Many years ago, one of our editors had an old wooden boat with lovely wooden handrails just inside the companionway that his sailing partner decided could use new varnish. The original coat, which was peeling around the base and worn where hands had gripped it, was sanded smooth and meticulously coated with varnish. Subsequent coats were applied according to the process that had served well for years-varnish, scuff, wipe, varnish, scuff, wipe . . . repeat.
The handrails looked beautiful, until about a week later when wrinkling, peeling, and lifting was noticed at the base. The problem was blamed on the varnish, a local brand purchased in Cartagena, Colombia, where the boat was at the time. The handrails were left alone until they could track down a more reputable varnish. When it failed the same way, it became obvious that the varnish was not at fault. Only later did they discover that the handrails, installed by a previous owner, had at one point been bedded in silicone caulk. Even with all the sanding and prepping, enough traces remained to interfere with the adhesion of the varnish at the base.
Silicone caulk is notorious for wreaking havoc with the adhesion of sealants and paint. In fact, you will probably find that new silicone bedding does not bond well to surfaces that have been supposedly scrubbed clean. The trouble is that old silicone can be deeply embedded in the pores of gelcoat and wood, invisible to the naked eye.
Instead of silicone, many boaters prefer polyurethane, polysulfide (not compatible with acrylic or Lexan), and butyl caulks because they last longer, leak less, and do not leave behind a residue that will hinder adhesion. But as we saw in our recent report on caulks (see Marine Sealant Adhesion Test, PS December 2016 online), silicone is a versatile sealant and is particularly effective when sealing glazing for portlights and hatches.
The retreat to polyurethane adhesive sealants, such as 3M 5200, raises another bonding issue. They work too good. As weve seen in a number of previous tests, 3M 5200-considered by many to be the gold standard for bedding underwater fittings-is not the best choice for fittings that you may want to re-bed.
What many people don't realize is that 3M 5200 is considered a semi-permanent adhesive-sealant with an emphasis on adhesive. Its grip is so tenacious that it can pull gelcoat right off the deck when hardware is pried loose. It is particularly well suited for through-hulls, but for bedding most deck hardware, there are better solutions. (See The Great Stickup: Practical Sailor Tests Marine Adhesives, Caulks, and Sealants, PS August 2010 online.)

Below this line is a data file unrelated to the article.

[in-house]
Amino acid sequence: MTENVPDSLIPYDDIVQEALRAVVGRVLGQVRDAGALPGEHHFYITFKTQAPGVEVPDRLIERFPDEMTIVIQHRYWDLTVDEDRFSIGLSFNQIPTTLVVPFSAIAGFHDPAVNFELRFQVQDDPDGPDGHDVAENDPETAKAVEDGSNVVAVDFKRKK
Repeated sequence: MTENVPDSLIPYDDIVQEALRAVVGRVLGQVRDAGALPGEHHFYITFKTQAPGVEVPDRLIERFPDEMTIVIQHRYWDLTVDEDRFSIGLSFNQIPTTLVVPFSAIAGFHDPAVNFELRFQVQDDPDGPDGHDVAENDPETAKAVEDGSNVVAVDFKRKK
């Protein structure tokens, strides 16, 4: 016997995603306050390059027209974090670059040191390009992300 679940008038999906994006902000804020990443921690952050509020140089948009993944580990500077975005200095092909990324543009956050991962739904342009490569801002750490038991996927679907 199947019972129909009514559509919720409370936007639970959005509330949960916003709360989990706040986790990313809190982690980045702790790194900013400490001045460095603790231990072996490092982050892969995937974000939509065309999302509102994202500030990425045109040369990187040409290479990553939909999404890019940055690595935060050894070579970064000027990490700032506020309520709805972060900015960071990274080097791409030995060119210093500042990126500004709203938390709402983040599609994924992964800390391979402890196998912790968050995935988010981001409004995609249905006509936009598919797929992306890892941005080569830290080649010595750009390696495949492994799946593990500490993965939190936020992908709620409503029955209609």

Pondering the adhesive-sealant conundrum, the same questions kept coming back to us. Can we still use silicone products for those jobs that they do best, like sealing plastic and glass glazing, without jeopardizing future repairs? Is there not a solvent that would remove the silicone residue when it came time to varnish or re-bed? And what about removing 5200 or similar high-strength adhesives? Would any solvent that is aggressive enough to soften these caulks also damage the substrate?
What We Tested
To answer these questions, we mounted a product test of adhesive removers. The test field included the obvious choices, xylene and acetone-solvents commonly used in the marine industry for removing contaminants and prepping surfaces for new paint-from the familiar hardware-store brand Kleen Strip.
The focus of the test field were five products that makers claim will remove any trace of silicone and polyurethane caulks: BoatLife Release, designed to simplify the removal of a wide range of adhesives; Marine Formula DeBond, a patented chemical product to remove polyurethane adhesive-sealants such as 3M 5200; Un-Hesive, another patented product used to remove cured polyurethane adhesive; Re-Mov, a product that claims to break the bond of most commercial adhesives; and Lift-Off Silicone Caulk and Foam Sealant Remover (FSR), from Motsenbocker, a company that offers a wide range of adhesive removers.
None of the products we tested claim to dissolve the caulk, they simply break the bond with the substrate. All suggest that the process may require several applications and a specific dwell time (wait period before scraping or re-application) of up to 30 minutes.
How We Tested
Our first test was simply to compare ease of use, to see how quickly and easily they removed the visible remnants of silicone. For this, we used a hatch that was in need of a lens replacement.
We applied each product to a taped-off section of the hatch and allowed it to soak, according to the instructions. We then followed the makers instructions, following the chemical application with tools designed to help physically break the bond. We used tools that have served well on similar projects, a razor knife, a wire brush, and a hose hook, which resembles a bent ice pick. (See Hose Fitting Tips, PS May 2016 online.) After comparing the performance on the six taped-off sections, we used the most effective product to clean the entire frame and set it aside for reglazing. The reglazed hatch will be incorporated into a long-term test against untreated controls to determine whether acrylic/aluminum adhesion is in any way compromised or improved over time.
To test the removers debonding effectiveness on gelcoated surfaces (as well as any potential harm to gelcoat), we covered six gelcoated, 1/8-inch-thick fiberglass coupons with a thin layer of 3M Marine Silicone Caulk. Six other identical coupons were coated with 3M 4200 Fast Cure polyurethane caulk. Testers let the bonded coupons cure for six weeks, then treated each coupon with an adhesive remover, making three applications 30 minutes apart. We examined the samples after each application, gently testing adhesion.
After the final application of each product, we began scraping one side of each coupon with a plastic scraper to compare ease of removal. If we were able to remove most of the caulk from a coupon, we cleaned more aggressively using a wire brush by hand. We then added a second application of the same caulk remover, and finally, we cleaned the coupon with soap and water. Any coupon that came reasonably clean was then bonded to an identical, untreated coupon using either 3M Marine Silicone or 3M 4200.
Neither acetone nor xylene had any measurable effect on either silicone or polyurethane, so that is all well say about them here. On the aluminum hatch frame, all five of the dedicated caulk removers significantly weakened the bond of the silicone caulk and helped reduce prep time, but Re-Mov performed the best. We used Re-Mov to do the final cleaning on our aluminum hatch frame and were impressed with the result.